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2.A: Porters (uniporters, symporters, antiporters)

Porters (uniporters, symporters, antiporters). Transport systems are included in this subclass if they utilize a carrier-mediated process to catalyze uniport (a single species is transported either by facilitated diffusion or in a membrane potential-dependent process if the solute is charged), antiport (two or more species are transported in opposite directions in a tightly coupled process, not coupled to a direct form of energy other than chemiosmotic energy) and/or symport (two or more species are transported together in the same direction in a tightly coupled process, not coupled to a direct form of energy other than chemiosmotic energy) of secondary carriers (Forrest et al., 2010). Human solute carriers (SLCs) include more than 400 members that are organized into 65 families according to their physiological functions and sequence similarities. Different families of SLCs can adopt the same or different folds that determine the mechanism and reflect the evolutionary relationship between SLC families. Analysis of structural data showed 13 different folds covering 40 families and 343 members. Xie et al. 2022 found three new folds, one of which is in the choline-like transporter family (SLC44). A structural- and evolutionary-based classification system of solute carriers has appeared (Ferrada and Superti-Furga 2022).

Transport through lipids and aquaporins is entirely driven by the difference in osmotic pressure on the two sides of the membrane. Water transport in cotransporters and uniporters is different: It can be cotransported, energized by coupling to the substrate flux. In the K+/Cl- and the Na+/K+/2Cl- cotransporters (2.A.30), water is cotransported, while water transport in glucose uniporters (2.A.1.1) and Na+-coupled transporters of nutrients (2.A.21) and neurotransmitters (2.A.22) takes place by both osmosis and cotransport (Zeuthen, 2010). Mechanisms of secondary active transport have been studied by analyzing the effects of mutations and stoichiometries (Berlaga and Kolomeisky 2022).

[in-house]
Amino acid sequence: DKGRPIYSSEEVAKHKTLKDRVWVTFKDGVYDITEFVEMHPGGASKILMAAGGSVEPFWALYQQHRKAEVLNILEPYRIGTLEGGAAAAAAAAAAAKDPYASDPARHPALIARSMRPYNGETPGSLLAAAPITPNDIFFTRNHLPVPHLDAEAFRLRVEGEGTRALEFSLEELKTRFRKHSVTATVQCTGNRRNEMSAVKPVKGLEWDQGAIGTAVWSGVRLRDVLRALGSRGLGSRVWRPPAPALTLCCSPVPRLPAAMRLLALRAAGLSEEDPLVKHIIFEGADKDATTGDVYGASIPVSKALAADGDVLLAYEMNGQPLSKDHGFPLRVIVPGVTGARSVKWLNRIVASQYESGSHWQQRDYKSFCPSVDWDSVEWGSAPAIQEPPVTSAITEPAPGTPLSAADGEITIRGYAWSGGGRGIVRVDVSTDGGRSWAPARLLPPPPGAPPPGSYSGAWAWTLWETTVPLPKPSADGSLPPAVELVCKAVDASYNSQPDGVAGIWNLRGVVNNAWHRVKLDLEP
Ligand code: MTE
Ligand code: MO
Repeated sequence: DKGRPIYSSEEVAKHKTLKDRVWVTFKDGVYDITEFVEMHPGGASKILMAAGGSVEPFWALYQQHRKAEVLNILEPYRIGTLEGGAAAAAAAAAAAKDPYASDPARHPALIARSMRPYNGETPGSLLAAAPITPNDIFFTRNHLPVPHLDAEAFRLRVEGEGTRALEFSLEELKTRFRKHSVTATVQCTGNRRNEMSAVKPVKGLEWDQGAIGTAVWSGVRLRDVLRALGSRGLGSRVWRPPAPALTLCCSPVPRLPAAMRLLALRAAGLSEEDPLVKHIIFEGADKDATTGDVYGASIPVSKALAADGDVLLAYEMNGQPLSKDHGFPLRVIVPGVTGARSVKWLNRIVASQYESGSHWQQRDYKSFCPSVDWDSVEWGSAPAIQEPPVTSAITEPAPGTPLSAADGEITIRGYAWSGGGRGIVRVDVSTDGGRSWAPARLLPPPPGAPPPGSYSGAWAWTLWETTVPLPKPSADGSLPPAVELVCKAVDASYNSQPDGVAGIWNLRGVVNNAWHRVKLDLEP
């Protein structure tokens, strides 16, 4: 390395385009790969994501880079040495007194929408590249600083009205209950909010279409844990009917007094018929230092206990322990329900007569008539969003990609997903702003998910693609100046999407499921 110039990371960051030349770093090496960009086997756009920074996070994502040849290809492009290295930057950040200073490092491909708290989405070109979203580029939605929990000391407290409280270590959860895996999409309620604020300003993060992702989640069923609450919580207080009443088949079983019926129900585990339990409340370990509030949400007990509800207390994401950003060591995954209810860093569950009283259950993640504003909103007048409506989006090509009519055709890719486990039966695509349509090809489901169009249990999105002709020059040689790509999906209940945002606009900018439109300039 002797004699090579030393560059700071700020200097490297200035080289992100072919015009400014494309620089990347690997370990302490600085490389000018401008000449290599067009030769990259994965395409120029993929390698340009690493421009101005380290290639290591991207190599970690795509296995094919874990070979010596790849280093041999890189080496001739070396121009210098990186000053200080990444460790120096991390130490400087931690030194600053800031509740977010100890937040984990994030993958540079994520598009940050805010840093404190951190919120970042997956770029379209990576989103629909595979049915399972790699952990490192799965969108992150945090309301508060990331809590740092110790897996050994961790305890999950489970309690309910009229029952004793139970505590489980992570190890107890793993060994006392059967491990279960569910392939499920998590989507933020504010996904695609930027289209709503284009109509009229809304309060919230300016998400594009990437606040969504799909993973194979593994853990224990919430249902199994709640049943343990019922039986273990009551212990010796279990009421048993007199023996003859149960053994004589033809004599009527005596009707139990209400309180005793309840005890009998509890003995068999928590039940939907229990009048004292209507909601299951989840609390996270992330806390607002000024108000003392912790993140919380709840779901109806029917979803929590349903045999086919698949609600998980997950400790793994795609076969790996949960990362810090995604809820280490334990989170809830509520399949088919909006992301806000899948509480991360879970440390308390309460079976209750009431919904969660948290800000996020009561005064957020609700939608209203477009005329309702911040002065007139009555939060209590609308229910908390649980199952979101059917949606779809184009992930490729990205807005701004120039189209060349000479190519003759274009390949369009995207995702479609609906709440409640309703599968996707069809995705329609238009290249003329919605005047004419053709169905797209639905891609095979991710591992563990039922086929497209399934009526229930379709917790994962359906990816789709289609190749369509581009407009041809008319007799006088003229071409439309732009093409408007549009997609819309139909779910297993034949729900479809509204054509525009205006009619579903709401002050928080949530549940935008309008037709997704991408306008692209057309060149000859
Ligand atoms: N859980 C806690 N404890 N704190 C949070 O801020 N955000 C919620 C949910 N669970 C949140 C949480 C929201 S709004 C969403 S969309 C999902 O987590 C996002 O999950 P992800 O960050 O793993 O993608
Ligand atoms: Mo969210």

Many transport proteins arose by internal multiplication of repeat units (Saier, 2003). This is particularly true for secondary carriers, a conclusion that has been confirmed (Hennerdal et al., 2010). Topologies  of these membrane proteins represent a balance between long and short range lipid-protein interactions (Vitrac et al., 2011).  An artificial intelligence (AI)-based method can predict distinct conformational states of membrane transporters and receptors (Schlessinger and Bonomi 2022).  Drew and Boudker 2024 described the mechanisms by which transporters couple ion and solute fluxes and discuss how structural and mechanistic variations enable them to meet specific physiological needs and adapt to environmental conditions.

A system of secondary carrier classification in wide use, specifically for humans and other mammalian species, is the solute carrier (SLC) system. The interconversion of the TC and SLC systems by family is as follows: 

Table 1.

Table 2.